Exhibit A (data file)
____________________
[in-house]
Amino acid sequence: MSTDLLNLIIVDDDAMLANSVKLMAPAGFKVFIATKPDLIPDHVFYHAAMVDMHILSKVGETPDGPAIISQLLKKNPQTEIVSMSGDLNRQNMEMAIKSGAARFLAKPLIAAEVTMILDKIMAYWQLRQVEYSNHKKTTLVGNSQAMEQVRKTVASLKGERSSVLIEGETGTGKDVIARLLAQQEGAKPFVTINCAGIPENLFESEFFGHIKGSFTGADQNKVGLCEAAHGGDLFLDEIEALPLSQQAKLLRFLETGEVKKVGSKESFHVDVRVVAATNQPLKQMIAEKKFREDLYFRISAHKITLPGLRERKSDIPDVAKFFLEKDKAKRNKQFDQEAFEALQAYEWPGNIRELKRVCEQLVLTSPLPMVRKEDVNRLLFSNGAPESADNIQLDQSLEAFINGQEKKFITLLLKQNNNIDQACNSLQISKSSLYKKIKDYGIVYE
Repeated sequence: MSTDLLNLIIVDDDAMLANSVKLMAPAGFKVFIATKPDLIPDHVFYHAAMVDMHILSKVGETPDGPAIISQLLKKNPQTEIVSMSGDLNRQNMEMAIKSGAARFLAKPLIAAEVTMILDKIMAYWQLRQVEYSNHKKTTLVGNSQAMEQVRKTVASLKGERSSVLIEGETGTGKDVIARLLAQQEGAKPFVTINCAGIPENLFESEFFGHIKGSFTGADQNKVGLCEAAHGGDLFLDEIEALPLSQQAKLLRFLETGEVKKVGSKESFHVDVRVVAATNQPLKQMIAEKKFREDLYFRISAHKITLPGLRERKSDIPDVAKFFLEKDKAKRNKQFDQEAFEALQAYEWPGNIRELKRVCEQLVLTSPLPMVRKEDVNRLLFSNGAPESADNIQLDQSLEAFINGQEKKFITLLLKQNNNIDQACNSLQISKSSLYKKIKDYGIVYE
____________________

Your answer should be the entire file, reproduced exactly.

[in-house]
Amino acid sequence: MSTDLLNLIIVDDDAMLANSVKLMAPAGFKVFIATKPDLIPDHVFYHAAMVDMHILSKVGETPDGPAIISQLLKKNPQTEIVSMSGDLNRQNMEMAIKSGAARFLAKPLIAAEVTMILDKIMAYWQLRQVEYSNHKKTTLVGNSQAMEQVRKTVASLKGERSSVLIEGETGTGKDVIARLLAQQEGAKPFVTINCAGIPENLFESEFFGHIKGSFTGADQNKVGLCEAAHGGDLFLDEIEALPLSQQAKLLRFLETGEVKKVGSKESFHVDVRVVAATNQPLKQMIAEKKFREDLYFRISAHKITLPGLRERKSDIPDVAKFFLEKDKAKRNKQFDQEAFEALQAYEWPGNIRELKRVCEQLVLTSPLPMVRKEDVNRLLFSNGAPESADNIQLDQSLEAFINGQEKKFITLLLKQNNNIDQACNSLQISKSSLYKKIKDYGIVYE
Repeated sequence: MSTDLLNLIIVDDDAMLANSVKLMAPAGFKVFIATKPDLIPDHVFYHAAMVDMHILSKVGETPDGPAIISQLLKKNPQTEIVSMSGDLNRQNMEMAIKSGAARFLAKPLIAAEVTMILDKIMAYWQLRQVEYSNHKKTTLVGNSQAMEQVRKTVASLKGERSSVLIEGETGTGKDVIARLLAQQEGAKPFVTINCAGIPENLFESEFFGHIKGSFTGADQNKVGLCEAAHGGDLFLDEIEALPLSQQAKLLRFLETGEVKKVGSKESFHVDVRVVAATNQPLKQMIAEKKFREDLYFRISAHKITLPGLRERKSDIPDVAKFFLEKDKAKRNKQFDQEAFEALQAYEWPGNIRELKRVCEQLVLTSPLPMVRKEDVNRLLFSNGAPESADNIQLDQSLEAFINGQEKKFITLLLKQNNNIDQACNSLQISKSSLYKKIKDYGIVYE